Posted by: JoAnn      Read more         Source


May 13, 2009, 5:14 AM CT

How to build a bigger brain

How to build a bigger brain
Push-ups, crunches, gyms, personal trainers people have a number of strategies for building bigger muscles and stronger bones. But what can one do to build a bigger brain? .

Meditate.

That's the finding from a group of scientists at UCLA who used high-resolution magnetic resonance imaging (MRI) to scan the brains of people who meditate. As per a research findings reported in the journal NeuroImage and currently available online (by subscription), the scientists report that certain regions in the brains of long-term meditators were larger than in a similar control group.

Specifically, meditators showed significantly larger volumes of the hippocampus and areas within the orbito-frontal cortex, the thalamus and the inferior temporal gyrus all regions known for regulating emotions.

"We know that people who consistently meditate have a singular ability to cultivate positive emotions, retain emotional stability and engage in mindful behavior," said Eileen Luders, main author and a postdoctoral research fellow at the UCLA Laboratory of Neuro Imaging. "The observed differences in brain anatomy might give us a clue why meditators have these exceptional abilities." .

Research has confirmed the beneficial aspects of meditation. In addition to having better focus and control over their emotions, a number of people who meditate regularly have reduced levels of stress and bolstered immune systems. But less is known about the link between meditation and brain structure.........

Posted by: Daniel      Read more         Source


May 13, 2009, 5:06 AM CT

Better vaccines

Better vaccines
A team of Princeton University researchers may have found a better way to make a vaccine against the flu virus.

Though theoretical, the work points to the critical importance of what has been a poorly appreciated aspect of the interaction between a virus and those naturally produced defensive proteins called antibodies that fight infection. By manipulating this multi-stage interactive process -- known as antibody interference -- to advantage, the researchers believe it appears to be possible to design more powerful vaccines than exist today.

The findings are described in the May 11 online edition of the Proceedings of the National Academy of Sciences.

"We have proposed that antibody interference plays a major role in determining the effectiveness of the antibody response to a viral infection," said Ned Wingreen, a professor of molecular biology and a member of the Lewis-Sigler Institute for Integrative Genomics. "And we think that in order to get a more powerful vaccine, people are going to want one that minimizes this interference".

Other authors on the paper include Simon Levin, the George M. Moffett Professor of Biology, and Wilfred Ndifon, a graduate student in Levin's lab and first author on the paper.

When a virus like influenza attacks a human, the body mounts a defense, producing antibodies custom-designed to attach themselves to the virus, blocking it from action and effectively neutralizing its harmful effects on the body.........

Posted by: Mark      Read more         Source


May 11, 2009, 9:36 PM CT

Older people need more sun

Older people need more sun
Spending more time in the sunshine could help older people to reduce their risk of developing heart disease and diabetes.

Exposure to sunlight stimulates vitamin D in the skin and older people are more likely to have a vitamin D deficiency due to the natural aging process and lifestyle changes.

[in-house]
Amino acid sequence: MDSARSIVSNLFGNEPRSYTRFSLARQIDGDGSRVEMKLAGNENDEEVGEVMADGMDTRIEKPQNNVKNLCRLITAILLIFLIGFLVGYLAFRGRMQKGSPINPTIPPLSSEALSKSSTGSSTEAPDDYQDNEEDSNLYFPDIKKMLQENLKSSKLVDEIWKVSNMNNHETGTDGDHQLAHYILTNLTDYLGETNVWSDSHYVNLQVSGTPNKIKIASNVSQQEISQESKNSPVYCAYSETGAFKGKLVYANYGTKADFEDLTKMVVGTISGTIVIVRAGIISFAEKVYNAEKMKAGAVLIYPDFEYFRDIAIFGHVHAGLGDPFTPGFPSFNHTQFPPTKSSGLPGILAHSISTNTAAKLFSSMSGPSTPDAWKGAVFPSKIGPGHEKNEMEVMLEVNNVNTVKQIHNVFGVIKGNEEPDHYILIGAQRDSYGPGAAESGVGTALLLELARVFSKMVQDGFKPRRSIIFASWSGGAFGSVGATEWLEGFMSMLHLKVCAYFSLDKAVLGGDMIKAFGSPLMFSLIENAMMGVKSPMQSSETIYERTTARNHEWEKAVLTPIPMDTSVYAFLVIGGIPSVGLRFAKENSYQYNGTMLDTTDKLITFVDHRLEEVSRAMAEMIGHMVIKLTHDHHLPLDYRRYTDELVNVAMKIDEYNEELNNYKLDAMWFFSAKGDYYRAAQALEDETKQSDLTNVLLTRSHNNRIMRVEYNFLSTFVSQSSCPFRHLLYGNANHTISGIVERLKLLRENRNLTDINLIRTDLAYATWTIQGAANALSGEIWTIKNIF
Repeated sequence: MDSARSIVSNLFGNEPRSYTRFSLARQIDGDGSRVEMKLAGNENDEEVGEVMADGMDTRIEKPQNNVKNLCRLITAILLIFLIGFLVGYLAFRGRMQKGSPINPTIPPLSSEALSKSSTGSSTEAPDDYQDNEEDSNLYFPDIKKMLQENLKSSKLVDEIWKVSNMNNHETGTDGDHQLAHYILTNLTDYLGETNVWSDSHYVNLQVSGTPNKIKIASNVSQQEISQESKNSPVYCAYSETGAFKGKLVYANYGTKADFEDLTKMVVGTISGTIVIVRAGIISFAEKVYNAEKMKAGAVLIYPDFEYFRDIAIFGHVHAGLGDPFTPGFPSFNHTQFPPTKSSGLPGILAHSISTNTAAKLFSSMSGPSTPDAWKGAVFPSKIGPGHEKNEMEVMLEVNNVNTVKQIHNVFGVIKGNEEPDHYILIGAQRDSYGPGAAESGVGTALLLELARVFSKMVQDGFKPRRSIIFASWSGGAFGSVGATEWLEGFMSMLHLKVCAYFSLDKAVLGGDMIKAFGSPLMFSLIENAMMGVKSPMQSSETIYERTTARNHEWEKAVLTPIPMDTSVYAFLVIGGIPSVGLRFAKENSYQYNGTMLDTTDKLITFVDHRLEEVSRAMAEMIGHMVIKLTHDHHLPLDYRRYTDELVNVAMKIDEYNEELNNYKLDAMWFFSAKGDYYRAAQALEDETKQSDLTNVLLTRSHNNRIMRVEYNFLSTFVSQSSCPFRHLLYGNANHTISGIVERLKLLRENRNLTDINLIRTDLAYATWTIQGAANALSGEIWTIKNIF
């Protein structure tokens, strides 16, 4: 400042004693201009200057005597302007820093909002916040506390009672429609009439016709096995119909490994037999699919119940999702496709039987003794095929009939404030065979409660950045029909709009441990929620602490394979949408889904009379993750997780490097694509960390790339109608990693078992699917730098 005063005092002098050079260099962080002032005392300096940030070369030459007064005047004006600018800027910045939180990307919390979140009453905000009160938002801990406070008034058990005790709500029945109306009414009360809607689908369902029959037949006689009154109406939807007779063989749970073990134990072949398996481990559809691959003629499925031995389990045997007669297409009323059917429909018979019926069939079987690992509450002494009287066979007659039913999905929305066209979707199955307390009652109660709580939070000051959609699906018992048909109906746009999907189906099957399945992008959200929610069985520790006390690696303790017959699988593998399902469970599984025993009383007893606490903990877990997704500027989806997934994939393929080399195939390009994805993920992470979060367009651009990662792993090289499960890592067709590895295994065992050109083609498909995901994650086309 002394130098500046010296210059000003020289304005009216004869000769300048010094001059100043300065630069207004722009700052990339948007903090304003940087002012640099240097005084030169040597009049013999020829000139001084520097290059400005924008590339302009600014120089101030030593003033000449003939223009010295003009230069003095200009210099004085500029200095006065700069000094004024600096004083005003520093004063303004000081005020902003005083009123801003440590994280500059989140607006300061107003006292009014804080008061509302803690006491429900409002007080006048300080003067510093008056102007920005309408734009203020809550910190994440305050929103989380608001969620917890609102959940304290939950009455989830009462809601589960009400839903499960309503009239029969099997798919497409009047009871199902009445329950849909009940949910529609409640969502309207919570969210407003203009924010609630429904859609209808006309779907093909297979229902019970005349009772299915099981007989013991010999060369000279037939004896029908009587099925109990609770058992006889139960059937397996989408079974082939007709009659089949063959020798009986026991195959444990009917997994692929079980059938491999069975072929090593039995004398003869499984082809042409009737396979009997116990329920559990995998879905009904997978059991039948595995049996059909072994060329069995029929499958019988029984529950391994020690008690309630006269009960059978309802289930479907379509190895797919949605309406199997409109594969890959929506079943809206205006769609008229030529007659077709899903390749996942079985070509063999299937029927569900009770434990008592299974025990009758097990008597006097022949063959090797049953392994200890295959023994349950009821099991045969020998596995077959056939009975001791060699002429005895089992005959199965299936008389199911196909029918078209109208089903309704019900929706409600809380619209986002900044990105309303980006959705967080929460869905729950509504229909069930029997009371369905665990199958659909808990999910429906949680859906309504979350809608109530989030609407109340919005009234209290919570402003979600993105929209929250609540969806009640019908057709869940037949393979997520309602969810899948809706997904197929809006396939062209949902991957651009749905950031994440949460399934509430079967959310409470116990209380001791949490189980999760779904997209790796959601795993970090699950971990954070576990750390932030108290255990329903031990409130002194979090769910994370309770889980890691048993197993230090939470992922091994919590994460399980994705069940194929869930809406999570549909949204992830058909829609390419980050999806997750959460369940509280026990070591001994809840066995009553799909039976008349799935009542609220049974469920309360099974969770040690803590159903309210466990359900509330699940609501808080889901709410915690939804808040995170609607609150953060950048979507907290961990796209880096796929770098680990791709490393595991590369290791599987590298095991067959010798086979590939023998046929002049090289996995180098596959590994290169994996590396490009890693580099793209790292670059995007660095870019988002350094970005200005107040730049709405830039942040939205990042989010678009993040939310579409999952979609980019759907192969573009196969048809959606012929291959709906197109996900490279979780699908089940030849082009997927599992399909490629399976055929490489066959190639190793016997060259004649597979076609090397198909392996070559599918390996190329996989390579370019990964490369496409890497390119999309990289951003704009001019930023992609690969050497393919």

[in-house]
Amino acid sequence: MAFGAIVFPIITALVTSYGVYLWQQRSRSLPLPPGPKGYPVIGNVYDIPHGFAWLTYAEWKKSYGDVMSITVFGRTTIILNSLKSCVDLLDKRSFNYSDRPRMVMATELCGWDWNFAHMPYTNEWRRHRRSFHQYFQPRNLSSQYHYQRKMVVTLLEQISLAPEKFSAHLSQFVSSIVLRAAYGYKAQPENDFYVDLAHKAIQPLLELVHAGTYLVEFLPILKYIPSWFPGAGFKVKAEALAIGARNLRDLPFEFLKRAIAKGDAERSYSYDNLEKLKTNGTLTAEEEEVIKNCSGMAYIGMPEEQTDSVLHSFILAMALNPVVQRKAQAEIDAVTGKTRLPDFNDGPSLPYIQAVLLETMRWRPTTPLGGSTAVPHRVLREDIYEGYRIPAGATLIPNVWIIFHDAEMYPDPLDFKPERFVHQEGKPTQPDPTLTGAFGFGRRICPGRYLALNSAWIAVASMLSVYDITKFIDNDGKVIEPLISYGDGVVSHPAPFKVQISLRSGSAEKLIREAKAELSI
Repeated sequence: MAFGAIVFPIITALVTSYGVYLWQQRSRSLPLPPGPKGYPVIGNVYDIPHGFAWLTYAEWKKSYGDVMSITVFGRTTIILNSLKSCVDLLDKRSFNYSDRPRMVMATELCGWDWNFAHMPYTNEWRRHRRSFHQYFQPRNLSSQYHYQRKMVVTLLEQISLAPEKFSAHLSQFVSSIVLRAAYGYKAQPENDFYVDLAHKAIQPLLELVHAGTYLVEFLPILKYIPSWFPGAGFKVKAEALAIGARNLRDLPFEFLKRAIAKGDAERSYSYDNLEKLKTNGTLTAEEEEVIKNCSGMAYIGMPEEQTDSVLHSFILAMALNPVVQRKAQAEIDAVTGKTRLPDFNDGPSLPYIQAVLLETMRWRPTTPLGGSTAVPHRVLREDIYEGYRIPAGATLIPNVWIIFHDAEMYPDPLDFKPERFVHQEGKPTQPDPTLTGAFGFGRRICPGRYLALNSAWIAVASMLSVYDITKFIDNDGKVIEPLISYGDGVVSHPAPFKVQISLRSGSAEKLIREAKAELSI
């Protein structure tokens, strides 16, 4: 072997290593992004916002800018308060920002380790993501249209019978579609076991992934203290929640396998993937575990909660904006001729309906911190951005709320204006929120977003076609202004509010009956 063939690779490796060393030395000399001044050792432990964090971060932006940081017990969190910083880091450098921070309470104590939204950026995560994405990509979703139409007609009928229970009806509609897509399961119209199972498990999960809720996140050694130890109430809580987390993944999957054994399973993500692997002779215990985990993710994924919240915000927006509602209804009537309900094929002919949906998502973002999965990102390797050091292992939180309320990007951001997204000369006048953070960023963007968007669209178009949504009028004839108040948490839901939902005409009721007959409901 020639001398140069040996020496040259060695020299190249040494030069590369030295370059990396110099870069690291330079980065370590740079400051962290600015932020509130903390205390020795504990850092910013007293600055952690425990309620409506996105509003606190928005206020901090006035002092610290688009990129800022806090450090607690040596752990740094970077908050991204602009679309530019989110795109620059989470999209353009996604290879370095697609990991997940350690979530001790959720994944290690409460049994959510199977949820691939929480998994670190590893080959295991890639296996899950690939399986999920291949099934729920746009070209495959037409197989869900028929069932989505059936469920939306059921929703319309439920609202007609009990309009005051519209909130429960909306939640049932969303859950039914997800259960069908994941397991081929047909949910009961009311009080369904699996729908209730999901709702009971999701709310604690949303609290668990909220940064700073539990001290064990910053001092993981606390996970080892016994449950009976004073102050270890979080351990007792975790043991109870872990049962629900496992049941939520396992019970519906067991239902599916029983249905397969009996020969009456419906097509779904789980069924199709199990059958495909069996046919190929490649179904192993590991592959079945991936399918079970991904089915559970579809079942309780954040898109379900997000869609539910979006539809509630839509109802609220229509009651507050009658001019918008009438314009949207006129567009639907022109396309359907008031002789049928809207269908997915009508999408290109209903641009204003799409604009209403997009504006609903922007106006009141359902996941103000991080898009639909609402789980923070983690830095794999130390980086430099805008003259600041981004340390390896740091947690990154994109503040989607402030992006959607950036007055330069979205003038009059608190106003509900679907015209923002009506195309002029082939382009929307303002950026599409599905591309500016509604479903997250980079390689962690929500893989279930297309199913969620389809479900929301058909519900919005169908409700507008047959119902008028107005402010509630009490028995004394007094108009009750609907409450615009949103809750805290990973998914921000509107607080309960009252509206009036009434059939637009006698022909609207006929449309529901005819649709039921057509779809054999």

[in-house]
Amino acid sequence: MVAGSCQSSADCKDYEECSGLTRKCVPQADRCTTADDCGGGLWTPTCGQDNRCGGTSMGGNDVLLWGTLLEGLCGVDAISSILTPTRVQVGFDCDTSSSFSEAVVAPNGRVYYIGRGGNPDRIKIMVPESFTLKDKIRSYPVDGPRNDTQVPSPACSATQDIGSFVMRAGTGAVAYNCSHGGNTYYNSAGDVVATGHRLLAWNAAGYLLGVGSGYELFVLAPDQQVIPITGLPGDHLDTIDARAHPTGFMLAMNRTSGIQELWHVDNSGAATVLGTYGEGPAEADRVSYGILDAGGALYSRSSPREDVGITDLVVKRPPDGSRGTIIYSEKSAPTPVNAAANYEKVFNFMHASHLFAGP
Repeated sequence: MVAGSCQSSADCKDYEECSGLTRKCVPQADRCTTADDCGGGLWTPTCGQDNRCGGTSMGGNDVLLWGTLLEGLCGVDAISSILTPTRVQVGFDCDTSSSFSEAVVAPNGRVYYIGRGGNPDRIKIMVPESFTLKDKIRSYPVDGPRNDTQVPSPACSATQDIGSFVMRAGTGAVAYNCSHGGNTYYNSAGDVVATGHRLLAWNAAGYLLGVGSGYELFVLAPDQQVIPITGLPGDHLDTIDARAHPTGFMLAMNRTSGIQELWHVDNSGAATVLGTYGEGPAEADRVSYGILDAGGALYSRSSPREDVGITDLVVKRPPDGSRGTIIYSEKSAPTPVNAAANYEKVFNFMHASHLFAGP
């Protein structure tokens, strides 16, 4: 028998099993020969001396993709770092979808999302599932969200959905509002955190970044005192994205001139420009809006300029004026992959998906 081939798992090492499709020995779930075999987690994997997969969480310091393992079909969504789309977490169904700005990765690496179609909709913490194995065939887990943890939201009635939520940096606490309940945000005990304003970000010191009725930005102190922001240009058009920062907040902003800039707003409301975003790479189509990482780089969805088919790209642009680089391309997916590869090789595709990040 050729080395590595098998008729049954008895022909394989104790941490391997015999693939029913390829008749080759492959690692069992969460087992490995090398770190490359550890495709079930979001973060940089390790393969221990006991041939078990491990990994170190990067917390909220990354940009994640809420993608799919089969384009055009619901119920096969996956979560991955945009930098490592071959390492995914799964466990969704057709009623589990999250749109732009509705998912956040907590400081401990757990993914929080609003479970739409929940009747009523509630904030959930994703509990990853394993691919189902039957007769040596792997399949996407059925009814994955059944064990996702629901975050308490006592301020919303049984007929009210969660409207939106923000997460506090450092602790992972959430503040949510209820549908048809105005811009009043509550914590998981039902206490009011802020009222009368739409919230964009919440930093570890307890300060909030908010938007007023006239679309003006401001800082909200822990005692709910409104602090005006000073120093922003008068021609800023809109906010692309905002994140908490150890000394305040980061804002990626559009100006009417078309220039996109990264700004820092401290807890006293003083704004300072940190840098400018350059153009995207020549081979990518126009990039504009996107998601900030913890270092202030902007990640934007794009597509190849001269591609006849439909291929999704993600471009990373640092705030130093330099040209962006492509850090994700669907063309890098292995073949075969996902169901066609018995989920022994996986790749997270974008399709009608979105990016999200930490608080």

Scientists at the University of Warwick have shown vitamin D deficiency is significantly linked to metabolic syndrome, a combination of medical and metabolic disorders that increase the risk of developing cardiovascular disease and diabetes.

The research team, led by Dr Oscar Franco at Warwick Medical School, investigated the association between vitamin D levels in the blood and the prevalence of metabolic syndrome in 3,262 people aged 50-70 years old in China.

His team found a high connection between low vitamin D levels and the prevalence of metabolic syndrome. They found 94% of people in the study had a vitamin D (25-hydroxyvitamin D) deficiency or insufficiency. The results showed 42.3% of these people also had metabolic syndrome.

The results of the study, published in Diabetes Care journal, are consistent with the findings of other studies in Western populations and Dr Franco suggests vitamin D deficiency could become a global health problem.........

Posted by: Janet      Read more         Source


May 11, 2009, 9:31 PM CT

How high glucose damages blood vessels

How high glucose damages blood vessels
New evidence of how the elevated glucose levels that occur in diabetes damage blood vessels may lead to novel strategies for blocking the destruction, Medical College of Georgia scientists say.

They found a decreased ability of blood vessels to relax resulted from increased activity of a natural mechanism for altering protein form and function, says Dr. Rita C.Tostes, physiologist in the MCG School of Medicine.

The scientists suspect increased modification of proteins by a glucose-derived molecule is a player in vascular problems linked to hypertension, stroke and obesity as well.

One aftermath of high glucose levels is low levels of the powerful vasodilator nitric oxide in blood vessels, a shortfall that increases the risk of hypertension and eventual narrowing of the vessels, scientists reported at the American Society of High blood pressure 24th Annual Scientific Program in San Francisco during a joint session with the Council for High Blood Pressure.

"We know diabetes is a major risk factor for cardiovascular disease and we think this is one of the reasons," Dr. Tostes says.

Diabetes increases the risk of cardiovascular disease such as heart disease and stroke, even when glucose, or blood sugar, levels are under control. In fact, about 75 percent of people with diabetes die from some form of heart or blood vessel disease, as per the American Heart Association.........

Posted by: JoAnn      Read more         Source


May 11, 2009, 9:24 PM CT

Genetic cause of of breast cancer

Genetic cause of of breast cancer
The discovery of tumor-suppressor genes has been key to unlocking the molecular and cellular mechanisms leading to uncontrolled cell proliferation the hallmark of cancer. Often, these genes will work in concert with others in a complex biochemical system that keeps our cells growing and dividing, disease free.